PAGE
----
Being a student is a full-time job, and being a good one is easily as difficult as excelling in an office environment. There are countless ways to derail your path to success in school, though. To help you avoid them, we’ve listed 15 tips about how to be a better student.
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In this article:
What does “better student” mean to you?
You’ll likely hear one piece of advice over and over when asking how to be a better student: study hard. And while that’s certainly part of any successful student’s career, not all students necessarily need to be the valedictorian in order to be successful.
It all depends on what you want to prioritize in your academic experience. For example, some people may be lacking in social skills and want to improve them in preparation before entering “the real world.” Some may want to build up an impressive resume of extracurricular activities and may want to prioritize that.
This advice is especially important for high school or college students who may have already built up one of their skill sets but need to work on another. For example, maybe you already built up a strong work ethic and good study skills in middle and high school, so you decide to focus heavily on your social skill development in college.
Decide what you want to focus on, and that decision will factor into what you do with the added freedom afforded by many of the items on our list.
How to Be a Better Student: 15 Tips
Circumvent Social Stigmas
Find a way to talk your brain into the idea that what the majority thinks about you doesn’t actually matter. The only opinions that really matter are those held by the people closest to you. In short, don’t worry about what anyone except your friends thinks of you.
Pick the Right Friends
Speaking of friends, it’s critical to your success that you pick ones who motivate and inspire you. The ideal friends for you should have the same goals as you and want to work towards them with you.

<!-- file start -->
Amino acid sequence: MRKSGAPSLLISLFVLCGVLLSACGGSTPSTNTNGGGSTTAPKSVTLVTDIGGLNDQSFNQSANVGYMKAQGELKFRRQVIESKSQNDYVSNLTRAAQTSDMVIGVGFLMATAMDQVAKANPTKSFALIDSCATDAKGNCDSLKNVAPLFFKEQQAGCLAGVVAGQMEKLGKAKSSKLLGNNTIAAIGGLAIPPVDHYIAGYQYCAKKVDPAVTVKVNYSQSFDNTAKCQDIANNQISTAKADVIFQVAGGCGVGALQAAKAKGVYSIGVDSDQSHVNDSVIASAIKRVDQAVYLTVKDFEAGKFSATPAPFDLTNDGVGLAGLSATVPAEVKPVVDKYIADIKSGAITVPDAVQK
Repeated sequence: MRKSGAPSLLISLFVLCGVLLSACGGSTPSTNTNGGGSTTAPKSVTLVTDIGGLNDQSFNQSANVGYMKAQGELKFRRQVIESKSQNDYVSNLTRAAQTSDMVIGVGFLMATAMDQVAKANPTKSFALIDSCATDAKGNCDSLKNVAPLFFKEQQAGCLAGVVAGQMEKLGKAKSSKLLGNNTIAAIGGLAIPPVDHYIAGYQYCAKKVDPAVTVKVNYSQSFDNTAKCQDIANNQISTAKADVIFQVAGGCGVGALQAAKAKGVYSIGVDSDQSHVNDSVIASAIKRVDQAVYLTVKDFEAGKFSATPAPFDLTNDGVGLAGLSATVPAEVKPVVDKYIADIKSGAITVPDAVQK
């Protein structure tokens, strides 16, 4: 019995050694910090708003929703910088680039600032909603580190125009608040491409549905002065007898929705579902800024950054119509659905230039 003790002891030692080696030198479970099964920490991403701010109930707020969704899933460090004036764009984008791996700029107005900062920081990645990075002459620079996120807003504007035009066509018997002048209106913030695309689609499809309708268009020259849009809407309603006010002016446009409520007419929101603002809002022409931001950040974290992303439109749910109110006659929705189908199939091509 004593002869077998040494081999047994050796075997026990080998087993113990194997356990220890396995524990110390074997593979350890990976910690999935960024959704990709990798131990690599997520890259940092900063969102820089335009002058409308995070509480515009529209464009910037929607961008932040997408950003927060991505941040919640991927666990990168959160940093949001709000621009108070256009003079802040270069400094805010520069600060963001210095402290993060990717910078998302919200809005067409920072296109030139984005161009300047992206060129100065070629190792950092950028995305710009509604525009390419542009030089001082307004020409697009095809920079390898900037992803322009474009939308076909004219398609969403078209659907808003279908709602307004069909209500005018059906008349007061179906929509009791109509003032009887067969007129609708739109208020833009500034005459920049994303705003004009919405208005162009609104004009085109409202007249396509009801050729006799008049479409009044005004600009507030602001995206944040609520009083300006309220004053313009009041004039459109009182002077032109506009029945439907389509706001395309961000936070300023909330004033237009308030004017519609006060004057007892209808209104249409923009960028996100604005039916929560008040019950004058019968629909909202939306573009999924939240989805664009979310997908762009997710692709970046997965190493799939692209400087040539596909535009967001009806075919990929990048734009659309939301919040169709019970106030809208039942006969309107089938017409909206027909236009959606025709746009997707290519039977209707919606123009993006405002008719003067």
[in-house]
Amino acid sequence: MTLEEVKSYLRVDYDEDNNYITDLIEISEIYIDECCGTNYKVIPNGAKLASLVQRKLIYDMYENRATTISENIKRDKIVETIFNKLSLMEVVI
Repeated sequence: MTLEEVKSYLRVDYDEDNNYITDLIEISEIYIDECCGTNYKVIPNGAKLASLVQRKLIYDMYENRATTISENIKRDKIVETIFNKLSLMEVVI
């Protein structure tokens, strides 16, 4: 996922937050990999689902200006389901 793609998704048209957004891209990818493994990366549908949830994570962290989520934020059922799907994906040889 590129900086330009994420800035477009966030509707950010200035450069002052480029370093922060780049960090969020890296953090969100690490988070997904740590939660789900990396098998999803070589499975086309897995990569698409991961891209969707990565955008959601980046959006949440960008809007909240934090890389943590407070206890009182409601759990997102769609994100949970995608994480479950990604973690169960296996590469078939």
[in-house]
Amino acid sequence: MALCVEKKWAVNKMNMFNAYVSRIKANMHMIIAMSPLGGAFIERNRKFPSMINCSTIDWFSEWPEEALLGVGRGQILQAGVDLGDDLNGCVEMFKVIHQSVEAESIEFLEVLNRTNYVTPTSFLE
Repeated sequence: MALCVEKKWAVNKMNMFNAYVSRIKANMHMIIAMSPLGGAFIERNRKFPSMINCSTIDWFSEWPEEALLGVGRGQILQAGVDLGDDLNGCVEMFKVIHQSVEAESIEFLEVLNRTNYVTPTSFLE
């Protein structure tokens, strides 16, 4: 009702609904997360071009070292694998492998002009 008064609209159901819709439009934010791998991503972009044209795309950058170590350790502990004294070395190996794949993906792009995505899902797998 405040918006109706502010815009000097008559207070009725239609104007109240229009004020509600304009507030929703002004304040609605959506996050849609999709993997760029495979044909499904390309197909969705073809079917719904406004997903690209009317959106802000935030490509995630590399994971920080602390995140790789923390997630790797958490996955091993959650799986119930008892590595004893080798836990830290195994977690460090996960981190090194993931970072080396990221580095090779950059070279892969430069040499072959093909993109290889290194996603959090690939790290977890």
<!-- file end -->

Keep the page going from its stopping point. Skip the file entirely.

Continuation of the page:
Pick Wierd Classes
By “weird,” we mean classes that cover subjects you know nothing about. Love classical music? Take a History of Hip-Hop class. Don’t practice religion? Take a bible studies course.
Making your knowledge pool as wide as possible is a good intellectual workout and will also make you a more interesting person.
Students have a lot of dates and times to keep track of. Deadlines for homework, appointments with teachers, and extracurricular obligations, for example. Keeping a digital calendar with audio-visual reminders that keep you from missing anything is a game-changer.
Develop a Routine
Even though there are going to be things that come up every now and then, you should try to more or less stick to the same daily or weekly schedule. Develop set times to study, do homework, meet friends, and go to bed, and try to abide by them as often as possible.
Show up to all your classes and other mandatory obligations, preferably on time or early. Because even though school is hard, it generally provides a lot of guidance. Take advantage of that fact, and get full marks for class attendance.
Do More than Yesterday
Every time you study (whether it’s academics or another topic you’re working on), try to do just a tiny bit more than last time. That way, you’ll build up your skills ever so slowly over your entire time as a student.
Segment Your Work
Don’t try to knock out your work all at once. Whether it’s writing a paper or building a friendship, know that good things take time, and you have to pace yourself. Break your work into segments.
Sit in Front
There is not only one upside to sitting in the front row of your classes. Its benefits include:
- Making note-taking easier
- Making the teacher/professor feel fonder of you
- Making it more likely your questions will be answered when you raise your hand
Remember that the seat students grab on the first day of classes often become their seats for the semester, so make sure to sit in front on day one.
Take Brief Notes
In your notes, outline only the most important parts of the class; don’t try to write everything down. A lot of your time in class should be spent listening to the teacher and enjoying the “flow” of the lesson. This will make the lesson a more memorable experience.
In the long run, try to improve your listening note-taking strategies when you’re not writing anything down.
Proper diet, plenty of sleep, and regular exercise are helpful in almost every aspect of life, but especially in school. They are the most critical steps in how to be a better student.
Set Numeric Goals
If you’re studying for a test, for example, resolve yourself that you’ll score at least an 87%. Or make a personal goal to miss only 3 classes or less this semester, no matter what. Numeric goals are good ways to motivate yourself.
If followed, we are confident that these 15 tips on how to be a better student will springboard you to success in school. Now get to it!
DO YOU HAVE TROUBLE WITH STUDYING? TAKE A LOOK AT THIS VIDEO, WHICH APPROACHES 9 STUDYING TIPS IN A VERY SCIENTIFIC MANNER!